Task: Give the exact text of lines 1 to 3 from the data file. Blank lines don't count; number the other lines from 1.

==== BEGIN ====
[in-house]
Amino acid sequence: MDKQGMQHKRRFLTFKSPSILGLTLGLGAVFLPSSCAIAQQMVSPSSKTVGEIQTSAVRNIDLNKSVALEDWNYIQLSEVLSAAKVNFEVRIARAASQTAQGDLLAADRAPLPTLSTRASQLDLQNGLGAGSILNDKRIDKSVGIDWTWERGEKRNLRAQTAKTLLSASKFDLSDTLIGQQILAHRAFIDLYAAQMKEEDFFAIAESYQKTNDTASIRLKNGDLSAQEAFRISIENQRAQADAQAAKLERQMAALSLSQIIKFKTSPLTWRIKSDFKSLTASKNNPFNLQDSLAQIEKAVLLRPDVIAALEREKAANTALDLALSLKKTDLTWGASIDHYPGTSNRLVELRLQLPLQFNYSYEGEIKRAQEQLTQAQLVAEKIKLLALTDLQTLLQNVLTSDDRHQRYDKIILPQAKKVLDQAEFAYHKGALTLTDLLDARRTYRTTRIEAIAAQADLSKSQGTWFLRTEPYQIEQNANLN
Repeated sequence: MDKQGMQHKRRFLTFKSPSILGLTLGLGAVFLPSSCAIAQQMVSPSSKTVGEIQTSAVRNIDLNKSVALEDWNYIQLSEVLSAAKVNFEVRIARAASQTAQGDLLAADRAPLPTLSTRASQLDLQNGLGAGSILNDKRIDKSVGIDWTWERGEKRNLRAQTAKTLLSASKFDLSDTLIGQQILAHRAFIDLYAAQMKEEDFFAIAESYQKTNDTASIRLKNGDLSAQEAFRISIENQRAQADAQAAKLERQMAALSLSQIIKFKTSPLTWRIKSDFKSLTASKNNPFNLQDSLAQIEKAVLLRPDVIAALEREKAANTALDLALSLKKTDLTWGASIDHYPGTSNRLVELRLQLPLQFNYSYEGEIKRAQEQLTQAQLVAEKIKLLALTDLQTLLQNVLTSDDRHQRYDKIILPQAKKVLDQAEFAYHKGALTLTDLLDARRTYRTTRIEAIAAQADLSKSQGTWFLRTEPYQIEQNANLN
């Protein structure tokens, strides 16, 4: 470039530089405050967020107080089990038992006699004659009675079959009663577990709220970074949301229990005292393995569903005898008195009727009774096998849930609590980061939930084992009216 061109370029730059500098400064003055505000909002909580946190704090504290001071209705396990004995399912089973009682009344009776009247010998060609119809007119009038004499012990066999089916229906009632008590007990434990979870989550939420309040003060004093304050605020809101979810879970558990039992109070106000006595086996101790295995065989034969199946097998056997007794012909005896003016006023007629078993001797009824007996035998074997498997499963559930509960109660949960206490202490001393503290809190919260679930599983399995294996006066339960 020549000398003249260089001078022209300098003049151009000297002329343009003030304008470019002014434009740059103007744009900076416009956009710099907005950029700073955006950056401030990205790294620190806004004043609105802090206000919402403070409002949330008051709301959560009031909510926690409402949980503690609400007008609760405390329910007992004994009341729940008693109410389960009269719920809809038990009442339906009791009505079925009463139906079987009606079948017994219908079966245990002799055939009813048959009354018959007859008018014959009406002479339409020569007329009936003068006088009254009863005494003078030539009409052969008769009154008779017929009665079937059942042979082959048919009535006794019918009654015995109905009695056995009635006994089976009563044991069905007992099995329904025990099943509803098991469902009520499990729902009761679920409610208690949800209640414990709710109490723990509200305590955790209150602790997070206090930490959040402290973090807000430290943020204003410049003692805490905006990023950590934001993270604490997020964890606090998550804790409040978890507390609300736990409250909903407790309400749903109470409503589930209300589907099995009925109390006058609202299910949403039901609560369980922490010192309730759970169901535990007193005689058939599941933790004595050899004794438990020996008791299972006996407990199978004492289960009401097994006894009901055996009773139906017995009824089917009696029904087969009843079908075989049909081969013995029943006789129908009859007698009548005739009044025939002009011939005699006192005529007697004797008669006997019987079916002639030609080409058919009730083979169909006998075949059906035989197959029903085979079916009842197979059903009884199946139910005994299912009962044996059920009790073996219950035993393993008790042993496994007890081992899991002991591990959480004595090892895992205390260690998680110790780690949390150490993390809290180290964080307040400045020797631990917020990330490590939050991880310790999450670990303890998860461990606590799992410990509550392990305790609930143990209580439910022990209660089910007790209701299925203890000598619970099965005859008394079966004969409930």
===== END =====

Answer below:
[in-house]
Amino acid sequence: MDKQGMQHKRRFLTFKSPSILGLTLGLGAVFLPSSCAIAQQMVSPSSKTVGEIQTSAVRNIDLNKSVALEDWNYIQLSEVLSAAKVNFEVRIARAASQTAQGDLLAADRAPLPTLSTRASQLDLQNGLGAGSILNDKRIDKSVGIDWTWERGEKRNLRAQTAKTLLSASKFDLSDTLIGQQILAHRAFIDLYAAQMKEEDFFAIAESYQKTNDTASIRLKNGDLSAQEAFRISIENQRAQADAQAAKLERQMAALSLSQIIKFKTSPLTWRIKSDFKSLTASKNNPFNLQDSLAQIEKAVLLRPDVIAALEREKAANTALDLALSLKKTDLTWGASIDHYPGTSNRLVELRLQLPLQFNYSYEGEIKRAQEQLTQAQLVAEKIKLLALTDLQTLLQNVLTSDDRHQRYDKIILPQAKKVLDQAEFAYHKGALTLTDLLDARRTYRTTRIEAIAAQADLSKSQGTWFLRTEPYQIEQNANLN
Repeated sequence: MDKQGMQHKRRFLTFKSPSILGLTLGLGAVFLPSSCAIAQQMVSPSSKTVGEIQTSAVRNIDLNKSVALEDWNYIQLSEVLSAAKVNFEVRIARAASQTAQGDLLAADRAPLPTLSTRASQLDLQNGLGAGSILNDKRIDKSVGIDWTWERGEKRNLRAQTAKTLLSASKFDLSDTLIGQQILAHRAFIDLYAAQMKEEDFFAIAESYQKTNDTASIRLKNGDLSAQEAFRISIENQRAQADAQAAKLERQMAALSLSQIIKFKTSPLTWRIKSDFKSLTASKNNPFNLQDSLAQIEKAVLLRPDVIAALEREKAANTALDLALSLKKTDLTWGASIDHYPGTSNRLVELRLQLPLQFNYSYEGEIKRAQEQLTQAQLVAEKIKLLALTDLQTLLQNVLTSDDRHQRYDKIILPQAKKVLDQAEFAYHKGALTLTDLLDARRTYRTTRIEAIAAQADLSKSQGTWFLRTEPYQIEQNANLN